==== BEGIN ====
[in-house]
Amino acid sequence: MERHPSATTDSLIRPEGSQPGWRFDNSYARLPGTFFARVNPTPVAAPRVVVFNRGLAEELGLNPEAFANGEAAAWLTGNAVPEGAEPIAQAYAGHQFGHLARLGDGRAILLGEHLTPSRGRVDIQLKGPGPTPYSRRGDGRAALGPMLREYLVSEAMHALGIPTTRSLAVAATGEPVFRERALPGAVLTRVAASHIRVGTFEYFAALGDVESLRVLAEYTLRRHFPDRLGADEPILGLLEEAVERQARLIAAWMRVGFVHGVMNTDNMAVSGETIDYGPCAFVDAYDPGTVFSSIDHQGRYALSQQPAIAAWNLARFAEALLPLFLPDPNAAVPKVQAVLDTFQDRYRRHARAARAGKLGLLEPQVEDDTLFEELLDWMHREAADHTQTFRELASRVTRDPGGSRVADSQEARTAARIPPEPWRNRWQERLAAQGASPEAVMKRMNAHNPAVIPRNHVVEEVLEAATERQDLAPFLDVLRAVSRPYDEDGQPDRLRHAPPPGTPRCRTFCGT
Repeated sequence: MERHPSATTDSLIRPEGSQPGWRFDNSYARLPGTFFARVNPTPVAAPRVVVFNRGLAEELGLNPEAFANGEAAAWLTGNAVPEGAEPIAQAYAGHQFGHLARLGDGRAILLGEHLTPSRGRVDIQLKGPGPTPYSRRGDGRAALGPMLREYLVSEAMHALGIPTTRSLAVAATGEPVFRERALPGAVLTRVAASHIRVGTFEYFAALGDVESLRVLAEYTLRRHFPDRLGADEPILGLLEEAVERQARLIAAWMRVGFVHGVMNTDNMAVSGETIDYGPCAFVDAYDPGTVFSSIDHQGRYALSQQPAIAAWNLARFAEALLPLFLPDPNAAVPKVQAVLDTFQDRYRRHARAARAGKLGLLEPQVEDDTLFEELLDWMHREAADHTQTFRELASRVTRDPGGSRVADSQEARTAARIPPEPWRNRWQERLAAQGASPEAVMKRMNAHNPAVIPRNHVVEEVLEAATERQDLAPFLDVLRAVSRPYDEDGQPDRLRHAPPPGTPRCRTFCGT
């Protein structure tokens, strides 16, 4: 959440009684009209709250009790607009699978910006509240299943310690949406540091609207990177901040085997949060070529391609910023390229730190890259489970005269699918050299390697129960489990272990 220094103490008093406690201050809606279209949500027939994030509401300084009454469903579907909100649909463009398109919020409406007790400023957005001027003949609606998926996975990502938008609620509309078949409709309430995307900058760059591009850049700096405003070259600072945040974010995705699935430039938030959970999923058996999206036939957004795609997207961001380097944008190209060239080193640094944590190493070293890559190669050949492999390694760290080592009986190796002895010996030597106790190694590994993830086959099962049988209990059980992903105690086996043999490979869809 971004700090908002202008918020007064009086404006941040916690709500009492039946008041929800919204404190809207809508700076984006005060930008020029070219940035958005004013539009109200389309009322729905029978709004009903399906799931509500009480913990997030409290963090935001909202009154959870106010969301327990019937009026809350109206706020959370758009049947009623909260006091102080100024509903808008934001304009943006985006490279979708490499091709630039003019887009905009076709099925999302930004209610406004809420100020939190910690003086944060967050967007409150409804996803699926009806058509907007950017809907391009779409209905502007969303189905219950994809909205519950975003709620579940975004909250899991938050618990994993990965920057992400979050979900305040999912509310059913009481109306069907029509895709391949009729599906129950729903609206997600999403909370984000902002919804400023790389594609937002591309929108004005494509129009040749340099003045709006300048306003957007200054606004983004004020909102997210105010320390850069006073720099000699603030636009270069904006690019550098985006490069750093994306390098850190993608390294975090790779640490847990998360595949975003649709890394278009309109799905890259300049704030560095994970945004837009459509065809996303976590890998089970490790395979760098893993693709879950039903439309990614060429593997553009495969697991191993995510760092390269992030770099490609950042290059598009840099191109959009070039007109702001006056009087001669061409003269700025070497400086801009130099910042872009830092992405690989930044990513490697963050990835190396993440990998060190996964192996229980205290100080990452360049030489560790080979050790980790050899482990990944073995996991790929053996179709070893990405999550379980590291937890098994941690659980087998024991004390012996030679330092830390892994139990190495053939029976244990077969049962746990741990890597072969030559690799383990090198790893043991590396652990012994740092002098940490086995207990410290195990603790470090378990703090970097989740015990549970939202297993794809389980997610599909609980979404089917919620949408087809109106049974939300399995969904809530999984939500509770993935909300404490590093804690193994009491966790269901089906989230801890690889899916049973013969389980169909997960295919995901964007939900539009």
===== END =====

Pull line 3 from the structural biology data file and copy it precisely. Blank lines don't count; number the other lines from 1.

Repeated sequence: MERHPSATTDSLIRPEGSQPGWRFDNSYARLPGTFFARVNPTPVAAPRVVVFNRGLAEELGLNPEAFANGEAAAWLTGNAVPEGAEPIAQAYAGHQFGHLARLGDGRAILLGEHLTPSRGRVDIQLKGPGPTPYSRRGDGRAALGPMLREYLVSEAMHALGIPTTRSLAVAATGEPVFRERALPGAVLTRVAASHIRVGTFEYFAALGDVESLRVLAEYTLRRHFPDRLGADEPILGLLEEAVERQARLIAAWMRVGFVHGVMNTDNMAVSGETIDYGPCAFVDAYDPGTVFSSIDHQGRYALSQQPAIAAWNLARFAEALLPLFLPDPNAAVPKVQAVLDTFQDRYRRHARAARAGKLGLLEPQVEDDTLFEELLDWMHREAADHTQTFRELASRVTRDPGGSRVADSQEARTAARIPPEPWRNRWQERLAAQGASPEAVMKRMNAHNPAVIPRNHVVEEVLEAATERQDLAPFLDVLRAVSRPYDEDGQPDRLRHAPPPGTPRCRTFCGT